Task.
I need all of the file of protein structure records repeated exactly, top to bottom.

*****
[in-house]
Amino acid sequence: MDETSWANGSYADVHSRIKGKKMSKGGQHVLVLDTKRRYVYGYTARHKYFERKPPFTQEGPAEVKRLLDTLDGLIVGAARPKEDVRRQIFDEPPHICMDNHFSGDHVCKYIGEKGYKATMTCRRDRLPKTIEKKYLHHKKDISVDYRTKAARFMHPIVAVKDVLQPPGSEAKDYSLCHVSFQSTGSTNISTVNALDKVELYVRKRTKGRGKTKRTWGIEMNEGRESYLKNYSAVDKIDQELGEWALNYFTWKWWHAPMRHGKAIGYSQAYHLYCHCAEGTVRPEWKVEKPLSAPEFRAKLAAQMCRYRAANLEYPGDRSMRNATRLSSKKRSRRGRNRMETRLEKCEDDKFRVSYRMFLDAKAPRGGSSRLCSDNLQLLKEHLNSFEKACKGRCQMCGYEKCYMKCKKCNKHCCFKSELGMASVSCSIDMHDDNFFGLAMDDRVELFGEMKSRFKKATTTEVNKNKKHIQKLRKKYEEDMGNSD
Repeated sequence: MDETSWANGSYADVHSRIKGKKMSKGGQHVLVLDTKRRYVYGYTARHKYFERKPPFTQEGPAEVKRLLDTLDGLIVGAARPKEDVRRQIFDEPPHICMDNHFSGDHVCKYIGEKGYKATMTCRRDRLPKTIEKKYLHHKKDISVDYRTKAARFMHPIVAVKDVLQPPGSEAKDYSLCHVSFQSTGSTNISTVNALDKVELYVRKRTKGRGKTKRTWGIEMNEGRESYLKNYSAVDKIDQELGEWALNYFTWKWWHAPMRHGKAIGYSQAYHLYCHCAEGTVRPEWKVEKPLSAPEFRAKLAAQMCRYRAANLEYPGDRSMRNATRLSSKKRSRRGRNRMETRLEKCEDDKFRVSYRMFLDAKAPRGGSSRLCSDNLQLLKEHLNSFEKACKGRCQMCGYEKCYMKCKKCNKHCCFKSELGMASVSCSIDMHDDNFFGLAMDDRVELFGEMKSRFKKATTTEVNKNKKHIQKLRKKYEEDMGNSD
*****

[in-house]
Amino acid sequence: MDETSWANGSYADVHSRIKGKKMSKGGQHVLVLDTKRRYVYGYTARHKYFERKPPFTQEGPAEVKRLLDTLDGLIVGAARPKEDVRRQIFDEPPHICMDNHFSGDHVCKYIGEKGYKATMTCRRDRLPKTIEKKYLHHKKDISVDYRTKAARFMHPIVAVKDVLQPPGSEAKDYSLCHVSFQSTGSTNISTVNALDKVELYVRKRTKGRGKTKRTWGIEMNEGRESYLKNYSAVDKIDQELGEWALNYFTWKWWHAPMRHGKAIGYSQAYHLYCHCAEGTVRPEWKVEKPLSAPEFRAKLAAQMCRYRAANLEYPGDRSMRNATRLSSKKRSRRGRNRMETRLEKCEDDKFRVSYRMFLDAKAPRGGSSRLCSDNLQLLKEHLNSFEKACKGRCQMCGYEKCYMKCKKCNKHCCFKSELGMASVSCSIDMHDDNFFGLAMDDRVELFGEMKSRFKKATTTEVNKNKKHIQKLRKKYEEDMGNSD
Repeated sequence: MDETSWANGSYADVHSRIKGKKMSKGGQHVLVLDTKRRYVYGYTARHKYFERKPPFTQEGPAEVKRLLDTLDGLIVGAARPKEDVRRQIFDEPPHICMDNHFSGDHVCKYIGEKGYKATMTCRRDRLPKTIEKKYLHHKKDISVDYRTKAARFMHPIVAVKDVLQPPGSEAKDYSLCHVSFQSTGSTNISTVNALDKVELYVRKRTKGRGKTKRTWGIEMNEGRESYLKNYSAVDKIDQELGEWALNYFTWKWWHAPMRHGKAIGYSQAYHLYCHCAEGTVRPEWKVEKPLSAPEFRAKLAAQMCRYRAANLEYPGDRSMRNATRLSSKKRSRRGRNRMETRLEKCEDDKFRVSYRMFLDAKAPRGGSSRLCSDNLQLLKEHLNSFEKACKGRCQMCGYEKCYMKCKKCNKHCCFKSELGMASVSCSIDMHDDNFFGLAMDDRVELFGEMKSRFKKATTTEVNKNKKHIQKLRKKYEEDMGNSD